We give three reasons why Language Learning introduced Registered Reports. 1) To incentivize replication research, as our systematic review found that only about 1 in 400 published articles in our field are replication studies. Registered Reports support would-be replicators via ‘In Principle Acceptance’. 2) Our review also illustrated the need to share materials and data to improve the amount and systematicity of replication research. More materials and data would become available through the registration aspect of Registered Reports. 3) As Associate Editors, we notice that many reviewers seek clarification about methods – and sometimes request changes that are impossible to address retrospectively. Registered Reports allow for methodological modification through peer review before methods are “locked in”.

 

Registered Reports should result in greater inclusiveness of researchers as they provide the opportunity to receive feedback on research design before data collection. This aspect of Registered Reports can support the development of more valid research designs by individuals in resource-poor positions, where access to feedback from colleagues and from conference attendance may be limited. Improved research designs would enhance these researchers’ ability to publish in high-visibility journals. Registered Reports may also be more inclusive theoretically and methodologically. This is because ‘minority’ or ‘controversial’ approaches are given more of a chance to reach publication as IPA prevents theorists from ‘rejecting’ a manuscript when data don’t align with their own standpoint.

 

Thank you to our webinar panellists, Nidhi, Eric, and Daryl. Thank you also to Tahira, Alan, Emma and Kara for sharing your extra comments for this post. And if you came to our webinar, or watched it afterwards, then thank you, too!

 

Here is a list of journals curated by the Center for Open Science that offer researchers Registered Reports.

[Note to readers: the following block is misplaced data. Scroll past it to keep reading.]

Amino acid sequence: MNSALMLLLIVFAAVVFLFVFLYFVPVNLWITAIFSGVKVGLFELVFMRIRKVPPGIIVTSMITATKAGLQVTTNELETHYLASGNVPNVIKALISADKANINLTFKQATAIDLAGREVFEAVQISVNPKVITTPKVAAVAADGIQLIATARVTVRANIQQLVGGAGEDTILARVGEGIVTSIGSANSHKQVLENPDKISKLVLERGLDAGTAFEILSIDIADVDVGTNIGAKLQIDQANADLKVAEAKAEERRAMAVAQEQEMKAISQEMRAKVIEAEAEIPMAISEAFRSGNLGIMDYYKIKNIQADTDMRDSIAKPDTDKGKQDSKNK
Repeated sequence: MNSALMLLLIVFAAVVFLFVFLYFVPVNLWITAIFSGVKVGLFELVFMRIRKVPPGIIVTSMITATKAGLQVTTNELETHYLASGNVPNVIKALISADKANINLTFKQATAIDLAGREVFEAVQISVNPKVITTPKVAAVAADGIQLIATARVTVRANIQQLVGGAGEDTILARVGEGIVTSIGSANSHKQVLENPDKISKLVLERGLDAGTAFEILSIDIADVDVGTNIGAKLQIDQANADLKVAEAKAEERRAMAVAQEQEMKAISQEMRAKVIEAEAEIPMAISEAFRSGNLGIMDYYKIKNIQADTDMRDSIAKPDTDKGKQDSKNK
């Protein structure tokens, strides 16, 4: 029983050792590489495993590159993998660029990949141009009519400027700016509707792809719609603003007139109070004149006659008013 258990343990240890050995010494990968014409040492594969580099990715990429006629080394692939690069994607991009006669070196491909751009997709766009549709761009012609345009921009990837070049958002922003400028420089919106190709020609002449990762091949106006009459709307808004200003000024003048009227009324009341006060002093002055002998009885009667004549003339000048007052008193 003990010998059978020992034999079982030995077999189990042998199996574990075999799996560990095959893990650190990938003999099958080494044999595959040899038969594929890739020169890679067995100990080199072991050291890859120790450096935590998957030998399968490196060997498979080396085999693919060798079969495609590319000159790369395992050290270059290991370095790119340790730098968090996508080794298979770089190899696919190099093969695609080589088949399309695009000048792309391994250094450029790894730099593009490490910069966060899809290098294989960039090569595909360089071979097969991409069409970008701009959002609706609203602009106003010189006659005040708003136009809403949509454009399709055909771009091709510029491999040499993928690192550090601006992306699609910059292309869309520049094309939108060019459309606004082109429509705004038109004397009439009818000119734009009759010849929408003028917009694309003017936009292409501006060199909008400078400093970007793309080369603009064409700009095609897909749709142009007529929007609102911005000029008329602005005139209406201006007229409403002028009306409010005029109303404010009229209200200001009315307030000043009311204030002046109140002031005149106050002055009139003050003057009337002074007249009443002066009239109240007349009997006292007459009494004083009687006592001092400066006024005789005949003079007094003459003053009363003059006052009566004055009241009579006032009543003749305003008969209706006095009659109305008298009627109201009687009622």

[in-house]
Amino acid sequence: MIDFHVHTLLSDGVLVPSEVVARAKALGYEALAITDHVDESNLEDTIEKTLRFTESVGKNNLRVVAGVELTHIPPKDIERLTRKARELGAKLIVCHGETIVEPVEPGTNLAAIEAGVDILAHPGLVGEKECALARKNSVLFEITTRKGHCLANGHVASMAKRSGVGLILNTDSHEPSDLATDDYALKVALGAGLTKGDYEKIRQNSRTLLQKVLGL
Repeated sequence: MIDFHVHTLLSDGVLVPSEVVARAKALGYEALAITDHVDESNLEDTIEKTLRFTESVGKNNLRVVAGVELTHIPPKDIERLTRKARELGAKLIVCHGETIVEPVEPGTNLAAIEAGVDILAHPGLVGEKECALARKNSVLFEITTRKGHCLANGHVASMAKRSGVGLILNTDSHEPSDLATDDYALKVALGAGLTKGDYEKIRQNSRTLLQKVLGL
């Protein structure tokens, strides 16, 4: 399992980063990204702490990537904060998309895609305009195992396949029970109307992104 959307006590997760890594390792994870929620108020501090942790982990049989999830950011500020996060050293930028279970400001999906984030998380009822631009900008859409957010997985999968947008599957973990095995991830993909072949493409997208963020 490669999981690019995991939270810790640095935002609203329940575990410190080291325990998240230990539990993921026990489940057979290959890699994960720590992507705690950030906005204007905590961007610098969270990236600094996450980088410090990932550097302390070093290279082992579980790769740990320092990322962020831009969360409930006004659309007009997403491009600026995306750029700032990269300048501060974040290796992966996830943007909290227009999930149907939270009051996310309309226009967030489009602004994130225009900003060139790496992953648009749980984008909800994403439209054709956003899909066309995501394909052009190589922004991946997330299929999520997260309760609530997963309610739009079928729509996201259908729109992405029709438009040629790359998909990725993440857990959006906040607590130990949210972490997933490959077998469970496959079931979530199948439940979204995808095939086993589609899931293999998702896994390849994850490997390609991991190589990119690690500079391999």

Wiley has a Registered Reports toolkit to help launch Registered Reports. Please speak with your publisher so together we can make this option available for researchers in your communities. Journals published by Wiley that offer now (or will soon offer) researchers the option to submit a Registered Report include:

 

Alimentary Pharmacology & Therapeutics

Brain and Behavior

British Journal of Clinical Psychology

British Journal of Developmental Psychology

British Journal of Educational Psychology

British Journal of Health Psychology

British Journal of Mathematical and Statistical Psychology

British Journal of Psychology

British Journal of Social Psychology

Cancer Medicine

Cancer Reports

Clinical Endocrinology

Developmental Science

Ecology and Evolution

Endocrinology, Diabetes & Metabolism

European Journal of Neuroscience

European Journal of Personality

Immunity, Inflammation and Disease

Infancy

Journal of Accounting Research

Journal of Clinical Nursing

Journal of Computer Assisted Learning

Journal of Neuropsychology

Journal of Neuroscience Research

Journal of Occupational and Organizational Psychology

Journal of Plant Nutrition and Soil Science

Journal of Psychiatric and Mental Health Nursing

Journal of Research in Reading

Language Learning

Legal and Criminological Psychology

Mind, Brain and Education

Psycho Oncology

Psychology and Marketing

Psychology and Psychotherapy: Theory, Research and Practice

Stress and Health